13 An example: competitive Bases & Resonance Two different bases or two sites in the same molecule may compete to be protonated (be the base). Acetic acid can be protonated at two sites. Which conjugate acid is favored? The more stable one! Which is that? Recall resonance provides additional stability by moving pi or non-bonding electrons. Pi bonding electrons converted to non-bonding. Non-bonding electrons converted to pi bonding. No valid resonance structures for this cation.

14 An example: competitive Bases & Resonance All atoms obey octet rule! The carbon is electron deficient – 6 electrons, not 8. Lesser importance Comments on the importance of the resonance structures.

15 What affects acidity? Inductive and Electrostatic Stabilization. Due to electronegativity of F small positive charges build up on C resulting in stabilization of the anion. Increasing anion stability. Acidity. Increasing anion basicity.  Effect drops off with distance. EtOH pK a = 15.9

16 What affects acidity? Hybridization of the atom bearing the charge. H-A  H + + A: -. sp 3 sp 2 sp More s character, more stability, more “electronegative”, H-A more acidic, A: - less basic. Increasing Acidity of HAIncreasing Basicity of A - Note. The NH 2 - is more basic than the RCC - ion. Know this order.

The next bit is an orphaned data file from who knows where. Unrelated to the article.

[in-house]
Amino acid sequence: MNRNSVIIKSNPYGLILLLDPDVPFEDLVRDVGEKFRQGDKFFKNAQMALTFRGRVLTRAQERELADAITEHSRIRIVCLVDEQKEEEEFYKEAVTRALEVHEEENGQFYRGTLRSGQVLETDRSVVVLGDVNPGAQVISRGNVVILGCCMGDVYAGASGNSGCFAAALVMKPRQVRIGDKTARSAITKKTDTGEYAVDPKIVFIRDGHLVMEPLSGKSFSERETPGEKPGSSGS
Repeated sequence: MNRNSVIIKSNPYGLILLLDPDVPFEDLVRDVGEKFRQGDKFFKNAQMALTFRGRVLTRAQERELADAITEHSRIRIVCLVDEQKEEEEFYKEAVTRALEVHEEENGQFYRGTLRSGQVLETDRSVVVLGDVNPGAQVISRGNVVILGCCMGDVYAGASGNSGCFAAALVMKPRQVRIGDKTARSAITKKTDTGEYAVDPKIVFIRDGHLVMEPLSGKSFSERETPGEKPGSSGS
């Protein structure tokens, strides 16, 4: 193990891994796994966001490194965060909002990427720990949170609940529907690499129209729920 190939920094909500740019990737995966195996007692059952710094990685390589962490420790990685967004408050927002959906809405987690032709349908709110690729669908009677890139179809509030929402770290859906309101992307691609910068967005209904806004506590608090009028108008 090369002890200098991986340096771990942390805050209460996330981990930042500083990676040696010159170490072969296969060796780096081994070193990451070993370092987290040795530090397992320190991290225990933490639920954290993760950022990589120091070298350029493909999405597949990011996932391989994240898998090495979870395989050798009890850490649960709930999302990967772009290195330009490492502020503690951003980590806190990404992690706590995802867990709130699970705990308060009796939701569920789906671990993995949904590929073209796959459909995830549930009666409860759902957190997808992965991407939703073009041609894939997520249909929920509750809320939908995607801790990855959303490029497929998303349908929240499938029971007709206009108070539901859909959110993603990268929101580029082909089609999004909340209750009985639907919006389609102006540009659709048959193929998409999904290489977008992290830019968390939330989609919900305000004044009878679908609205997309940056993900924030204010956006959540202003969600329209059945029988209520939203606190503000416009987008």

17 Example of hybridization Effect.

18 What affects acidity? Stabilization of ions by solvents (solvation). Solvation provides stabilization. Crowding inhibiting solvation Solvation, stability of anion, acidity pK a = (CH 3 ) 3 CO -, crowded Comparison of alcohol acidities.

19 Example Para nitrophenol is more acidic than phenol. Offer an explanation The lower lies further to the right. Why? Could be due to destabilization of the unionized form, A, or stabilization of the ionized form, B. A B

20 Examine the equilibrium for p-nitrophenol. How does the nitro group increase the acidity? Resonance structures A, B and C are comparable to those in the phenol itself and thus would not be expected to affect acidity. But note the + to – attraction here Structure D occurs only due to the nitro group. The stability it provides will slightly decrease acidity. Examine both sides of equilibrium. What does the nitro group do? First the unionized acid. Note carefully that in these resonance structures charge is created: + on the O and – in the ring or on an oxygen. This decreases the importance of the resonance.

21 Resonance structures A, B and C are comparable to those in the phenolate anion itself and thus would not be expected to affect acidity. But note the + to – attraction here Structure D occurs only due to the nitro group. It increases acidity. The greater amount of significant resonance in the anion accounts for the nitro increasing the acidity. Now look at the anion. What does the nitro group do? Remember we are interested to compare with the phenol phenolate equilibrium. In these resonance structures charge is not created. Thus these structures are important and increase acidity. They account for the acidity of all phenols.

22 Sample Problem